Saturday, March 29, 2008

There is No Justice In Biology

I have always been fascinated by biology. I was only one chemistry class shy of picking up biology minor as an undergrad. Had I taken that class, I might be sitting in the medical school’s library typing out this blog post instead of the law school’s

It isn’t difficult to be fascinated with life though. Life is simply a marvel. At a basic level all biological life forms are merely a collection of cells; an amalgamation of proteins, salts, chemicals and water. Yet, we are so much more. These simple building blocks form more complicated organs, muscles, tendons and other structures that allow us to breathe, to see, to run, allow us to type on little black keyboards, and, not least of all, to think.

Our brains are probably the most fascinating biological phenomenon ever. A simple mass of soft tissue consisting of billion of neurons, a complex web of electrochemical reactions that not only regulates are complex internal organs and systems, but allows us to perceive, to understand, to form thoughts, and to communicate. Amazing, truly. A mammalian brain is the definition of something greater than the sum of its parts.

At the heart of all this complexity is a mere system of acids that direct the coding of proteins at the molecular level, our DNA, which drives the whole thing. Again, it is awe inspiring that something like DNA could lead to something like us.

It does amaze me that life exists at all. When you think about the complexity in even the simplest mammal or reptile, it seems outrageous that it could all work. Yet, it does, for the most part. It is this essential mystery and marvel that is our existence that is at the heart, I believe, of most of the basic philosophical questions that man has posed over time. It is this awe inspiring notion of our own improbability, I also believe, that drives our collective sense of spirituality.

Despite the awe inspiring realization of our own biological complexity, I can’t escape the notion that the body is fatally flawed. From inception it is bound to expire and it is often weak or susceptible for no good reason. My first real experience with this truism was when my father-in-law died from cancer. A kind and gentle man in the prime of his life suddenly succumbed to his own body. His own cells turned on him, slowly choking off important systems until he could no longer live. One year he was with us, another example of an incredible biological machine, and the next year he was gone. Done-in by biology.

A spat of recent events had also reminded me of the failings of biology. A great blogger, whom I greatly admire, recently discovered that she had a brain tumor and had to under go surgery to have the tumor removed. A brilliant, young girl of quick wit and incite hindered by a biological mystery.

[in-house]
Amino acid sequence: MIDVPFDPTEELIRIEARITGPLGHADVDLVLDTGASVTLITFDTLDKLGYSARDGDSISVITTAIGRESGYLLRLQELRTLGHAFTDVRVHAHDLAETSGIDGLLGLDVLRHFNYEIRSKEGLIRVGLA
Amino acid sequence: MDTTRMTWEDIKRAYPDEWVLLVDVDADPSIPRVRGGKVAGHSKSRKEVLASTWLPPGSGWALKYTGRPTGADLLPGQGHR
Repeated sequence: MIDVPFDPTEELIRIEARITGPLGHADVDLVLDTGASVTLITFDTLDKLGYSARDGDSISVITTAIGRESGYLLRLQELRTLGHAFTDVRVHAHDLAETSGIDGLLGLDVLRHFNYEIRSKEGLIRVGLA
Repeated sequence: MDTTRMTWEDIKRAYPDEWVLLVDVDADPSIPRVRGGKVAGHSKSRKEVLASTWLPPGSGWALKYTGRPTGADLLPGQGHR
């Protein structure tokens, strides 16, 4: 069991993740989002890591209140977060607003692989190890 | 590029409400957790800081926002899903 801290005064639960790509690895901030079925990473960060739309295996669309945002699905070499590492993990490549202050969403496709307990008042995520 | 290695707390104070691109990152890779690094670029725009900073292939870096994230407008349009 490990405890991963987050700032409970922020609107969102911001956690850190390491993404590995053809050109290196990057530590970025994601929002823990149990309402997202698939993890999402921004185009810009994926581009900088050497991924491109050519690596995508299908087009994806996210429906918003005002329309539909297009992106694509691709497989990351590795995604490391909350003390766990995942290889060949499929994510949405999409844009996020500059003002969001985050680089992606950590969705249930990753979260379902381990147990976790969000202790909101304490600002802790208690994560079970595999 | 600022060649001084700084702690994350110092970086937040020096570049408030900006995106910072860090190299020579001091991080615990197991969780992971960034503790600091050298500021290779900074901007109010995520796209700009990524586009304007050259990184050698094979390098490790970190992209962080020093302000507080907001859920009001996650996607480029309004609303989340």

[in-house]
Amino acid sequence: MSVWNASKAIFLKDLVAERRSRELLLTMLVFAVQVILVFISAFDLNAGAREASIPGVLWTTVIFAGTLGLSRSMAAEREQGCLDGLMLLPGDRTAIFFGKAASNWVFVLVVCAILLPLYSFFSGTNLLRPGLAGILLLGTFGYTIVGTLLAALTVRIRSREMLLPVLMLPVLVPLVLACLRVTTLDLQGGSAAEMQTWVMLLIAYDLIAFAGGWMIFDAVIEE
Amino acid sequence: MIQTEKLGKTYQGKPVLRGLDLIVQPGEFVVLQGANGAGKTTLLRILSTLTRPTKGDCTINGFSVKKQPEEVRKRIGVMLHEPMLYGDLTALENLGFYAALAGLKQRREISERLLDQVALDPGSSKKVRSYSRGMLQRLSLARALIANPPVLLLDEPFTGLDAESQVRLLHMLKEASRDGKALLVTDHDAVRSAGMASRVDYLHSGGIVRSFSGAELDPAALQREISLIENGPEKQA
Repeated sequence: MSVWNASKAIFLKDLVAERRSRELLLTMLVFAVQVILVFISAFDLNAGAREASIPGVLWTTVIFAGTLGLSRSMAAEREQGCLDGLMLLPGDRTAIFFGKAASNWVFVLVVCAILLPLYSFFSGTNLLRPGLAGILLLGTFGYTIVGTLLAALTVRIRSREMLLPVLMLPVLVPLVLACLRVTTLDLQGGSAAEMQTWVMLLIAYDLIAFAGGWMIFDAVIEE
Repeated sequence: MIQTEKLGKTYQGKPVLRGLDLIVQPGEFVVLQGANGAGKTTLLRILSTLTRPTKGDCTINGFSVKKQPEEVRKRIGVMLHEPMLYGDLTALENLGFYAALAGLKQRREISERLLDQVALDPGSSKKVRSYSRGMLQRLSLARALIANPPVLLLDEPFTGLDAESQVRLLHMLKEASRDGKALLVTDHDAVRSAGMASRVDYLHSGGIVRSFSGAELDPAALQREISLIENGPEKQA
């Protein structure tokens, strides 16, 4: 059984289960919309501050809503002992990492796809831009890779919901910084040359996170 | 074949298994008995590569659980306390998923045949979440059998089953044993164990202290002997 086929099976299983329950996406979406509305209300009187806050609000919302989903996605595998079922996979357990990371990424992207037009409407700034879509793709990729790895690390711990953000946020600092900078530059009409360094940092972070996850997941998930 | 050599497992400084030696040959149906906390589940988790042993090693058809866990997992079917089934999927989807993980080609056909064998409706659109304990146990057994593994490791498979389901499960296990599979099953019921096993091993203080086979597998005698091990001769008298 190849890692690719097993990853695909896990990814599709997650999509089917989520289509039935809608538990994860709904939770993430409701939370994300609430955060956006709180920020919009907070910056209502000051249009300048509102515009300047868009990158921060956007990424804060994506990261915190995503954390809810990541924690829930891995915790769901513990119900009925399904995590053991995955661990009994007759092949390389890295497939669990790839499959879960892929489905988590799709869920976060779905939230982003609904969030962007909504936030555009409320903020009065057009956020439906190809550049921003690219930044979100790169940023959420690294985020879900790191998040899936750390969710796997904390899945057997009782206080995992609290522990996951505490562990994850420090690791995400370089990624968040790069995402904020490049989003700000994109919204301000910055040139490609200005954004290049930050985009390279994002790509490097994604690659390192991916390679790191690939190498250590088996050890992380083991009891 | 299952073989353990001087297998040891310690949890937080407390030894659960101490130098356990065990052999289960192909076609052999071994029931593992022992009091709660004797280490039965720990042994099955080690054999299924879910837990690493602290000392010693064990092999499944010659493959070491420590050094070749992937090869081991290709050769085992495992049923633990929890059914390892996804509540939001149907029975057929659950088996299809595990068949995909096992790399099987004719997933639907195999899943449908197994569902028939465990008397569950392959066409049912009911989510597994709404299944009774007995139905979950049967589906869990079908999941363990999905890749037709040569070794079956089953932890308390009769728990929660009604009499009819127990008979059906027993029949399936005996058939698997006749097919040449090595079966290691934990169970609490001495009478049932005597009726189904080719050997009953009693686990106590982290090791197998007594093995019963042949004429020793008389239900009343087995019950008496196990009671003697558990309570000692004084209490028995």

A few weeks ago one, of my wife’s friend’s one-year old daughter developed a condition called Lymphoid Hyperplasia where the lymph nodes develop on the intestine rather than on the surrounding blood vessels. The condition, if caught early, can be treated with steroids and overtime will probably correct itself, but it seems so odd that a vital structure like that would develop incorrectly and send an innocent young child into the hospital for days while her family struggles to cope with the fears brought on by this biological flaw.

Finally, a few weeks ago, a member of my law school class was stricken with an illness. In this case we have a young man in his early twenties who is at the same time brilliant (probably one of the top five in our class, member of law review, went to undergrad at Notre Dame) and healthy (an avid soccer player). This combination of youth, health, and potential was inexplicably brought down by a random lung disease with no apparent cause that has deprived him of the use of his own lungs, bed ridden him, and may put his future into question. Again, this is another example of a senseless flaw of biology.

All these things remind me that we are, despite the complexity, mere biological machines. Machines that despite of (or probably because of) our complexity are prone to break or be broken for no apparent reason. This does trouble me, to know that so many who are deserving of so much better should suffer, and yet we must accept it. It is the nature of living to know that we and others may die. In my heart, I think this is why I didn’t finish my biology minor and why I found myself in law school rather than med school. Despite my fascination and admiration of life, I know that life is capricious and that there is no justice in biology.

Monday, March 10, 2008

Pics 'n Tid-Bits

My lack of posting can be explained by simply saying that life has gotten in the way. It's been a busy semester full of writing legal briefs, making oral arguments, and reading cases; the gristle of a second year law student.

A couple weeks ago my wife and I took a weekend trip into the Cascades to do some snow-shoeing at B&B outside Leavenworth. It was a great trip. We highly recommend the Mountain Home Lodge to anyone. The staff was friendly, the food superb, and the entire weekend was rejuvenating.

Here are some pics:
Just a shot from up in the mountains

The owners of the lodge have a number of dogs who will follow you out on your day's hike. Dog rental = no charge
this is me, once again, proving that I take a horrible picture